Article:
alexa Secondary prevention of coronary heart disease: patient beliefs and health-related behaviour.


Journal of Allergy & Therapy

Author(s): Byrne M, Walsh J, Murphy AW

Abstract Share this page

Abstract OBJECTIVE: Coronary heart disease (CHD) is a leading cause of illness and death in Western society. The present study was designed to evaluate the utility of illness perceptions and medication beliefs in predicting secondary preventive behaviour among patients with CHD. An extended version of Leventhal's self-regulatory model (SRM) was used as a theoretical framework for this study [Leventhal H, Nerenz DR, Steele DJ. Illness perceptions and coping with health threat. In: Baum A, Taylor SE, Singer JE, editors. Handbook of psychology and health, Volume IV: social psychological aspects of health. Hillsdale (NJ): Erlbaum, 1984. pp. 219-52; Horne R, Weinman J. Self-regulation and self-management in asthma: exploring the role of illness perceptions and treatment beliefs in explaining non-adherence to preventer medication. Psychol Health 2002;17(1):17-32]. METHOD: Medical and demographic data were gathered from the medical charts of 1611 patients with established CHD from 35 randomly selected general practices. Self-report data about patients' lifestyles (diet, exercise, smoking, alcohol consumption and medication adherence) and information on illness and medication beliefs were provided from postal questionnaire (1084 patients responded; 69\% response rate). The relationship between patients' beliefs and their secondary preventive behaviour was examined using regression analyses. RESULTS: Illness perceptions appeared to be only weak predictors of smoking, exercise, diet, alcohol consumption and medication adherence, accounting for about 2\% of the variance in these behaviours. Medication beliefs were moderately related to medication adherence, accounting for about 7\% of the variance in scores. A strong belief in the necessity of one's medication and a lower level of concern about one's medication were associated with higher levels of adherence. CONCLUSIONS: An illness perception approach did not prove helpful in predicting secondary preventive behaviour among this group of patients. However, beliefs about medications appear to be reasonable predictive of medication adherence. This article was published in J Psychosom Res and referenced in Journal of Allergy & Therapy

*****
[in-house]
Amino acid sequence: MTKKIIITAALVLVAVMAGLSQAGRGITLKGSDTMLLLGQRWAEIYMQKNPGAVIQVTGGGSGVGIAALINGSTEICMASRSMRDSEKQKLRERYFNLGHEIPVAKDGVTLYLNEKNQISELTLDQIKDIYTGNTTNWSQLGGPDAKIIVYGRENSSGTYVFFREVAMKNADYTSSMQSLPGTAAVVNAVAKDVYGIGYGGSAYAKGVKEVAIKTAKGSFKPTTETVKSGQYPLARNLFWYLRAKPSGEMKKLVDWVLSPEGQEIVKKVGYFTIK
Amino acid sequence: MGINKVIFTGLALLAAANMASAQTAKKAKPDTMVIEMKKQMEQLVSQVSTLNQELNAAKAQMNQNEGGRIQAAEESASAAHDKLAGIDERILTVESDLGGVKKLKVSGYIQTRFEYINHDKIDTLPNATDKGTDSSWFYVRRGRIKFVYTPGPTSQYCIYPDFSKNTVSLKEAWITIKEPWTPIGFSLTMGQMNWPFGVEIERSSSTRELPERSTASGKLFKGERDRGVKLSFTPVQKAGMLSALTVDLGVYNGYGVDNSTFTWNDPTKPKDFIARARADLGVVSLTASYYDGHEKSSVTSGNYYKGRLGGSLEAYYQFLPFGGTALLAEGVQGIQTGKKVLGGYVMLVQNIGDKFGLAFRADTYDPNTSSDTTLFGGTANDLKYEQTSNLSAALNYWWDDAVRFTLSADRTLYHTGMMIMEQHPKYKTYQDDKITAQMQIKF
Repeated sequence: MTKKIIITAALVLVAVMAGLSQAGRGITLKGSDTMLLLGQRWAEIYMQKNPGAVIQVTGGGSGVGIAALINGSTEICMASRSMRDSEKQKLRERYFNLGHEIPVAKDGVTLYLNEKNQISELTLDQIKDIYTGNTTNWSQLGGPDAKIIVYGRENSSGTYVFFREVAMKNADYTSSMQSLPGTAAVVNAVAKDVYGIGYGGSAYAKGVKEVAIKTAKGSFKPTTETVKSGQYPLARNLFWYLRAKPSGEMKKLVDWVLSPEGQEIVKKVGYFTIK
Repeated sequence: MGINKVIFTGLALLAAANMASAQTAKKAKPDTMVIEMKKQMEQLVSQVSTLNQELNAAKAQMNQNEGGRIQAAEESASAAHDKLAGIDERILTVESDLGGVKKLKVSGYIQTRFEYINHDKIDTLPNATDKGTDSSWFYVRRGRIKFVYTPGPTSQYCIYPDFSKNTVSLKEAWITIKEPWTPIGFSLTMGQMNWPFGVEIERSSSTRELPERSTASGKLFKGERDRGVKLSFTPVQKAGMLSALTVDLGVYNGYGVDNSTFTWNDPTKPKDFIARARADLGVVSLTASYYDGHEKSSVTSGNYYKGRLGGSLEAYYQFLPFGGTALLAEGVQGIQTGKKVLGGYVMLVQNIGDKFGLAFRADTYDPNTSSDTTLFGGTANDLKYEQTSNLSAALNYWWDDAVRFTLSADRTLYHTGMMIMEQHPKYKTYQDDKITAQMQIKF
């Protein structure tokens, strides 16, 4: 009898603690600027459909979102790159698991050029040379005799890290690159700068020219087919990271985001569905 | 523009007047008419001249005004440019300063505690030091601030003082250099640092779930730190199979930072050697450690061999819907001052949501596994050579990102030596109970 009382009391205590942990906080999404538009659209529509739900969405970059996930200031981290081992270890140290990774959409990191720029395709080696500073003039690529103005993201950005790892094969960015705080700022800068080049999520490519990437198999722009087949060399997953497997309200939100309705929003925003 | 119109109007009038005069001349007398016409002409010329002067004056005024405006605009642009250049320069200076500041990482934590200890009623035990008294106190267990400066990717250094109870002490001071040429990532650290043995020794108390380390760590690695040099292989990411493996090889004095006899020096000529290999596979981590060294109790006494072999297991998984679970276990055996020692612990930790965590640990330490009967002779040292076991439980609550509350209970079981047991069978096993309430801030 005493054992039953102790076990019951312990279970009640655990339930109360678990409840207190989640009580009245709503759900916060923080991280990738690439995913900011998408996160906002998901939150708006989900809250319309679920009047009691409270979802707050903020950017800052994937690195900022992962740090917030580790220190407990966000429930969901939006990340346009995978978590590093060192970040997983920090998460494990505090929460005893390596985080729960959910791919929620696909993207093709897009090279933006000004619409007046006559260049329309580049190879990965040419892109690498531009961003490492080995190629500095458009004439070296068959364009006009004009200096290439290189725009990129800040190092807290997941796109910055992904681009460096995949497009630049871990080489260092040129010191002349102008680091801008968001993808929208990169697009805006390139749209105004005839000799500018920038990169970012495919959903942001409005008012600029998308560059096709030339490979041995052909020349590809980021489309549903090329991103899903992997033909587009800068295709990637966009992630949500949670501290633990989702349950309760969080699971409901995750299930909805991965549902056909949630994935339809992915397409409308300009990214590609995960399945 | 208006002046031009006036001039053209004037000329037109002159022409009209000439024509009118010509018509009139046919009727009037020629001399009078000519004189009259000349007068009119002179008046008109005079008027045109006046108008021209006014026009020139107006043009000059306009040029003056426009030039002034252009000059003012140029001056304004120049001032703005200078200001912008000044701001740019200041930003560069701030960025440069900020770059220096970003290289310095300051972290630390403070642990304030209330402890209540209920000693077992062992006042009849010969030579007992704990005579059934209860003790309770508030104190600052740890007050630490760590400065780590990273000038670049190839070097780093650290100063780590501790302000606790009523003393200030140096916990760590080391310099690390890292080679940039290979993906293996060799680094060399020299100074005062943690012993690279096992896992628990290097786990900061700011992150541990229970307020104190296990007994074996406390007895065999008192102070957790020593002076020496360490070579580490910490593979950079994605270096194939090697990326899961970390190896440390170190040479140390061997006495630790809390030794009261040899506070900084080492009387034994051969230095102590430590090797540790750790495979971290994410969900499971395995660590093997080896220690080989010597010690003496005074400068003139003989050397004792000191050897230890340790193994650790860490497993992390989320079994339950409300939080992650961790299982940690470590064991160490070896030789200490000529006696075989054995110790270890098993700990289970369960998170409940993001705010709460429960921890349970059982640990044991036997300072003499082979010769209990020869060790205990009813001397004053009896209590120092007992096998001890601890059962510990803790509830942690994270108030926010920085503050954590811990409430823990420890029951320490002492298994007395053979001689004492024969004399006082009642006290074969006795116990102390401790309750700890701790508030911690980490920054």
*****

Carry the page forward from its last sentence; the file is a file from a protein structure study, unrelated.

Relevant Expert PPTs

Relevant Speaker PPTs

Recommended Conferences

Relevant Topics

Peer Reviewed Journals
Make the best use of Scientific Research and information from our 700 + peer reviewed, Open Access Journals
International Conferences 2017-18
Meet Inspiring Speakers and Experts at our 3000+ Global Annual Meetings

Contact Us

© 2008-2017 OMICS International - Open Access Publisher. Best viewed in Mozilla Firefox | Google Chrome | Above IE 7.0 version